Protein shakes are popular these days with many people. Shannon Muhs, Registered Dietitian & Wellness Coach at the Shadow Lake Hy-Vee says, “People that I notice purchasing protein powder are adults having a protein-filled shake pre- or post-workout. Adults wanting to lose weight may use a protein shake for a meal replacement or snack—also, bariatric surgery candidates.”
So, as for protein, which “whey” do you go: soy or whey? There is no blanket answer. Both have their advantages. Says Muhs, “Soy protein comes from soybeans, has all nine essential amino acids, which makes it a complete protein. According to food scientists, soy takes longer to digest, and it is harder to digest than whey protein. On the other hand, soy can be a nice alternative for someone that cannot have milk products due to an allergy.”
Muhs adds, “Whey protein is a derivative of milk. Whey also contains all essential amino acids and is a complete protein. Whey has been considered superior to soy protein in aiding with muscle gains after a workout because of how easily it is digested and utilized in the body.
“There is still a lot of controversial information out there about soy protein related to its digestibility and chemical reaction it may lead to in the body,” says Muhs.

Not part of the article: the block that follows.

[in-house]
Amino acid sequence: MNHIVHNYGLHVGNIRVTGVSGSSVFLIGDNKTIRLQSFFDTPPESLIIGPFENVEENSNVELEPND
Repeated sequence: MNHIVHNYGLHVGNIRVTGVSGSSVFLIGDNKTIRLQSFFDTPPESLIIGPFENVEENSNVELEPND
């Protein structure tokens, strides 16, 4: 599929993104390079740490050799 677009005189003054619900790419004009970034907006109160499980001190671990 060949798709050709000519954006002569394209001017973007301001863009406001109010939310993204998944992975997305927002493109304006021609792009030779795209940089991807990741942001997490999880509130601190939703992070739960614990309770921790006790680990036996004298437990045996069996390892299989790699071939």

“The estrogenic activity from the soy isoflavones involves a whole cascade of events involving all of the reproductive hormones. The implications of these effects on hormones are yet to be determined…This is where dangerous deductions and premature conclusions can turn into controversial messages such as, ‘Soy may cause cancer.’”
It is certainly not a cut-and-dried issue. Muhs adds, “There are many studies that have found soy protein to help decrease the risk for many cancers and decrease tumor growth. There are some studies that have found a negative effect on consuming soy protein with high soy isoflavone content; specifically, negative [for] women with estrogen positive breast cancer. It’s not that the
soy is directly causing cancer; it’s that it may be affecting the environment in which the cancer may potentially grow.”
Lastly, Muhs says, “We simply don’t know enough to make a conclusion, but why not be safe and avoid soy if you’ve got a history or family history of breast cancer?”